Directed by Pat Collins, Song of Granite is a film about Joe Heaney (1919–1984), the most famous singer of the Irish sean-nòs genre of a cappella music. However, according to the director, it is by no means a biographical film. Heaney is said to have known more than 500 songs by heart and his international stardom did not begin until relatively late, at the famous Newport Folk Festival in the United States in the 1960s. His sold-out performances became nationwide successes and praised by people such as avant-garde composer John Cage.
Collins’ film focuses on three stages of Heaney’s life: his childhood in Connemara in the 1930s, the trips he made to Britain and America in the 1960s, and finally Heaney as an old man reminiscing about his past and his artistic legacy.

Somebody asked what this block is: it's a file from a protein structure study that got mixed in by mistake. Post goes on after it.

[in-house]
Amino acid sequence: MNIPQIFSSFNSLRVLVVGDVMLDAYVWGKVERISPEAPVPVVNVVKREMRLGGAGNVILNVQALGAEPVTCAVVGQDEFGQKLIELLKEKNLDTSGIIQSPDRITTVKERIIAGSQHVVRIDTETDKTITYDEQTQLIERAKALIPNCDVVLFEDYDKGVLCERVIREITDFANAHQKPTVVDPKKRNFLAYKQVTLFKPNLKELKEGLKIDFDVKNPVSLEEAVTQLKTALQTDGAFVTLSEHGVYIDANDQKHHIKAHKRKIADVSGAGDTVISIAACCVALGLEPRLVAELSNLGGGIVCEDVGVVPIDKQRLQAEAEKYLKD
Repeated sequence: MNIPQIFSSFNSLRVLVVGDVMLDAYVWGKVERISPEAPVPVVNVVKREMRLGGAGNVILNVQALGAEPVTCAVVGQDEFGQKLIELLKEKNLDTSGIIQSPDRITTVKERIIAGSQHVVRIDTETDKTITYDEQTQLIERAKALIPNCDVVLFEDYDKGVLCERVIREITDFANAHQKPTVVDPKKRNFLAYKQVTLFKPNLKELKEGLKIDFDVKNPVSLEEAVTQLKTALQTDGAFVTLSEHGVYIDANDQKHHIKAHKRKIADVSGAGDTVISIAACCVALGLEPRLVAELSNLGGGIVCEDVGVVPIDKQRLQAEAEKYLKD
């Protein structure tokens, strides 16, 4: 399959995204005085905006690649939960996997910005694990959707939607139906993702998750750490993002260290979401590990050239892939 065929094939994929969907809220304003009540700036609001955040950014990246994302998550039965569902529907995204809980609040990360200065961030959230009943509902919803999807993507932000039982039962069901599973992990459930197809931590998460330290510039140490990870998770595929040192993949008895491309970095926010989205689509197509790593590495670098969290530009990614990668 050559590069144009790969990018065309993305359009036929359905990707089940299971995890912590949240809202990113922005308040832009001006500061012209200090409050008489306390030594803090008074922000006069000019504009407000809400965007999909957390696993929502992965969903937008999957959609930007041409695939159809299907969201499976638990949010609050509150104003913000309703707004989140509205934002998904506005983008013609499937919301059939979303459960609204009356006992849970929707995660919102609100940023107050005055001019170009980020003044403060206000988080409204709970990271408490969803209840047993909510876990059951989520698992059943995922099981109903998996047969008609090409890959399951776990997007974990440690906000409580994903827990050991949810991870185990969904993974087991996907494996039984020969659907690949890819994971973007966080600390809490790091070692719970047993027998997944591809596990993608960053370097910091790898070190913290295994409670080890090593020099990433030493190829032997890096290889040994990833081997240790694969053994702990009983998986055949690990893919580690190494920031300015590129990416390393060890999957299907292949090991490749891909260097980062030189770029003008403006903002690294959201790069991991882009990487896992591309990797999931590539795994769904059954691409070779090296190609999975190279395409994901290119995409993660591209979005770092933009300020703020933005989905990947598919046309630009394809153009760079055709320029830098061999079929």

To the director, the enigmatic character is like a transforming Trojan horse, whose life chapters (or especially his cryptic emotional life) are rather vague, apart from the fact that he worked as a doorman in Manhattan and taught at Washington University. The lyrics of the traditional Irish songs performed by Heaney were untranslated for the film on purpose, so that the rawness in his voice and his Irish identity would maintain their entire transcendental and primitive power. (LT)